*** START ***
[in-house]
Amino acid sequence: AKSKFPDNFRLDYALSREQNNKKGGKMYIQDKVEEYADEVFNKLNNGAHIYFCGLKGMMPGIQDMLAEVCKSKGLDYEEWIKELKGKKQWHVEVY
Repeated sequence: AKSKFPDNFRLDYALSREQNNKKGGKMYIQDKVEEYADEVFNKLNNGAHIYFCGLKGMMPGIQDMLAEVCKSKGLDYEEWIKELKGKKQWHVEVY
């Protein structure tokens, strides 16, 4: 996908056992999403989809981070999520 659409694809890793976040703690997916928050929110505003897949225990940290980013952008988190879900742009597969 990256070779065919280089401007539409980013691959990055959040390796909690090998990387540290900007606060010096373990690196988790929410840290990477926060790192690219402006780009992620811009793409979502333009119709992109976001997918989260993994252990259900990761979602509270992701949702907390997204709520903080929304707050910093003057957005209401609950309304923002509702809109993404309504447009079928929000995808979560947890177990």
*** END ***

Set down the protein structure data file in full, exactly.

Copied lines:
[in-house]
Amino acid sequence: AKSKFPDNFRLDYALSREQNNKKGGKMYIQDKVEEYADEVFNKLNNGAHIYFCGLKGMMPGIQDMLAEVCKSKGLDYEEWIKELKGKKQWHVEVY
Repeated sequence: AKSKFPDNFRLDYALSREQNNKKGGKMYIQDKVEEYADEVFNKLNNGAHIYFCGLKGMMPGIQDMLAEVCKSKGLDYEEWIKELKGKKQWHVEVY
């Protein structure tokens, strides 16, 4: 996908056992999403989809981070999520 659409694809890793976040703690997916928050929110505003897949225990940290980013952008988190879900742009597969 990256070779065919280089401007539409980013691959990055959040390796909690090998990387540290900007606060010096373990690196988790929410840290990477926060790192690219402006780009992620811009793409979502333009119709992109976001997918989260993994252990259900990761979602509270992701949702907390997204709520903080929304707050910093003057957005209401609950309304923002509702809109993404309504447009079928929000995808979560947890177990």